Flash Fiction: Robin’s Songs

Turdus-migratorius-002

Chuck Wendig has a blog called terribleminds, and on the 9th he posted a Flash Fiction challenge.  The prompt: write a 1000 word story about a character created by this random D&D character generator.  My prompt turned out to be a “suspicious half-elf bard from a sheltered upbringing who is lactose intolerant.”  I really had no idea how to work in lactose intolerance, but I think I’ve succeeded.  Check it out below the break!

***

Robin looked up from her book, absentmindedly pushing a strand of hair behind her gently pointed ear.  The little cluster of red feathers that she kept tied at the end of her hair rustled against her shoulder.  She gave the innkeeper a second-degree smile, the one the Enlightened Brethren had taught her to use for disarming the suspicions of others.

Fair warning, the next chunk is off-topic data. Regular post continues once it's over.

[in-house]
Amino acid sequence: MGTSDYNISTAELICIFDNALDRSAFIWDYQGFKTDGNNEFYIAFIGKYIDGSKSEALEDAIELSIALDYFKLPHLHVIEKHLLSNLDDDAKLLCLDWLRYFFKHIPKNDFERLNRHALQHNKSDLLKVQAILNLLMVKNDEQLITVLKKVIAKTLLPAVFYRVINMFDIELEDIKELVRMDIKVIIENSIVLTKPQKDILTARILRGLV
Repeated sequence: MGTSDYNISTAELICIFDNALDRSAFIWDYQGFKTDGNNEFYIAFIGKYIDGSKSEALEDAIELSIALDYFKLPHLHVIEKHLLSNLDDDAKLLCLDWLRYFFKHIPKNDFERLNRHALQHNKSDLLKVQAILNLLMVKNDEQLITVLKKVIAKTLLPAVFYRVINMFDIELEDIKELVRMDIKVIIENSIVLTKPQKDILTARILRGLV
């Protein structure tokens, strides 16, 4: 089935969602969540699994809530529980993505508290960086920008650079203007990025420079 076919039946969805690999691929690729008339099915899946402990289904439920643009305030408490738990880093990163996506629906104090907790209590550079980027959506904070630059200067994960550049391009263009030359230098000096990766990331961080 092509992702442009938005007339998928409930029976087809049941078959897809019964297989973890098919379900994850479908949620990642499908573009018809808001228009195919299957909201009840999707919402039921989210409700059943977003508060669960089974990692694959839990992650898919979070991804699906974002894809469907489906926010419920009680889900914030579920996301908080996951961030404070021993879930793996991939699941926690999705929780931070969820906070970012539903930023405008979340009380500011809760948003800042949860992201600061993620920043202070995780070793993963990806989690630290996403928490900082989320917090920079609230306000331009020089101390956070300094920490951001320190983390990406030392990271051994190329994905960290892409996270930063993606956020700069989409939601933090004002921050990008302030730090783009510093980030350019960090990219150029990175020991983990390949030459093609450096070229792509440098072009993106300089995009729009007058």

“Yes, Master Jorngold?”  The sweet tone of her voice seemed to put the man at ease.

“You’re still performing tonight, Mistress Robin?  Despite what those cretins did yesterday?”  He sounded worried.  Was he concerned that she might perform, or that she might not?  “It’s just,” he continued softly, “my wife loves your voice, and she’s hoping you’ll sing again.”

She closed the book, stroking the cover with one finger and whispering the words Enlightened Sister Maribet had taught her to seal it against unwanted intrusion.  She schooled her face into the appropriate vision of resolve, reflecting that facet of the gleaming Many-Faced One.  She tempered it slightly with a hint of compassion.  Maribet had always told her it was easier to get your way when others liked you.

“Have no worries, Master Jorngold.  I’ll perform tonight.”  She let her face break into a slightly wider smile. “No hooligan will keep me from singing to you or your custom.”

“Oh, thank you Mistress.  In that case,” the innkeeper glanced out the window, “feel free to come down when you’re ready.  The crowd has already started to grow.”  He sounded very satisfied indeed.